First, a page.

Wednesday, February 25, 2009

Odyssey Workshop Open to Applicants

In a few months, I'll be spending a couple of days as guest lecturer at one of the top SF/F writing workshops, the Odyssey Writing Workshop in New Hampshire. This will be my second time helping at Odyssey, and I came away from the first experience mightily impressed.

They're now open to applications from serious, dedicated writers who are close to that point of getting published. If you're in that category and are looking for an intensive learning experience, you might want to look into it. Here's the info...

Odyssey is one of the most highly respected workshops for writers of fantasy, science fiction, and horror writers. Top authors, editors, and agents serve as guest lecturers, and fifty-three percent of graduates go on to be published. The workshop, held annually on the campus of Saint Anselm College in Manchester, NH, combines an intensive learning and writing experience with in-depth feedback on students' manuscripts. Odyssey is for developing writers whose work is approaching publication quality and for published writers who want to improve their work. Director Jeanne Cavelos is a former senior editor at Bantam Doubleday Dell and winner of the World Fantasy Award.

This summer's workshop runs from June 8 through July 17. Guest lecturers are bestselling author Jeffrey A. Carver; award-winning authors Melissa Scott, Patricia Bray, and Jack Ketchum; and Ace/Roc Editor-in-Chief Ginjer Buchanan. The writer-in-residence is New York Times bestselling author Carrie Vaughn. The application deadline is April 8. For more information, visit or call (603) 673-6234.

"Vigorous writing is concise." —William Strunk, Jr.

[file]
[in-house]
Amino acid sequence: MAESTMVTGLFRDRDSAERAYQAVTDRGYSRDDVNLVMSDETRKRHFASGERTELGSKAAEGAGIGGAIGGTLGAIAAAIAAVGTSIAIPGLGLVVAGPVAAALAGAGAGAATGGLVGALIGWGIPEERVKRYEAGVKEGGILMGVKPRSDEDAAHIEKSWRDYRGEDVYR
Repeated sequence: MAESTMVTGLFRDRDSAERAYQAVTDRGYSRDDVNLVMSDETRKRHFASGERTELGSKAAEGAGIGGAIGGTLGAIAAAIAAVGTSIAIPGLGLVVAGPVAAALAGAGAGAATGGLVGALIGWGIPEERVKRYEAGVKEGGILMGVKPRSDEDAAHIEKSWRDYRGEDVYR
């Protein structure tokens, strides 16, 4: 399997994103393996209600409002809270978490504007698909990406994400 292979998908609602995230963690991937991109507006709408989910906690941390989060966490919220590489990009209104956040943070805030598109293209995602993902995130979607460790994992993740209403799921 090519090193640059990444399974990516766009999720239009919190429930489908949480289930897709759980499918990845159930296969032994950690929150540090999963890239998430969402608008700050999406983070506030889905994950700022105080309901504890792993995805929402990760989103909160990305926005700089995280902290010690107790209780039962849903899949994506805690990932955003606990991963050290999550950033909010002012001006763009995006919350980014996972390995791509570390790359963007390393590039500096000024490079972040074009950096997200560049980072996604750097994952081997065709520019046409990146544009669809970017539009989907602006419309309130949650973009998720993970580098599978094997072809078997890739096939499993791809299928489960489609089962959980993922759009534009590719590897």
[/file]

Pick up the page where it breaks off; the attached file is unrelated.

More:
Friday, February 20, 2009

A Chat with the Authors Guild

I wrote here earlier about my reaction to Authors Guild statements that Amazon's new Kindle 2 may be infringing on rights with its real-aloud capability. (You can hear a demo of the Kindle 2 reading here. It's way better than Microsoft Reader or Adobe Reader.) I said that having an electronic gizmo read text aloud is no threat to the performance quality of an audiobook. I still feel that way. But...

I emailed the Authors Guild to say I was worried they were picking the wrong fight, that they were only getting in the way of a technological development that could help make our ebooks more useful—and attractive—to consumers. I got a call back from Paul Aiken of the Guild, and we had a nice, long conversation.

Paul pointed out something that I hadn't really thought of: No matter what we think about the audio experience, and whether it's live or recorded, and whether or not it's good for the customer and bad for the audiobook business, there's something we need to consider—that text-to-speech function may violate existing contract terms. Which contracts? The ones writers and publishers sign with audiobook companies, which specify exactly what is meant by "audio." Kindle might be infringing on rights, for example, that an audiobook company has paid for—such a contract, for example, defining "audio" by terms such as the use of technological means to produce a sound version of the book. These contracts already exist, by the thousands.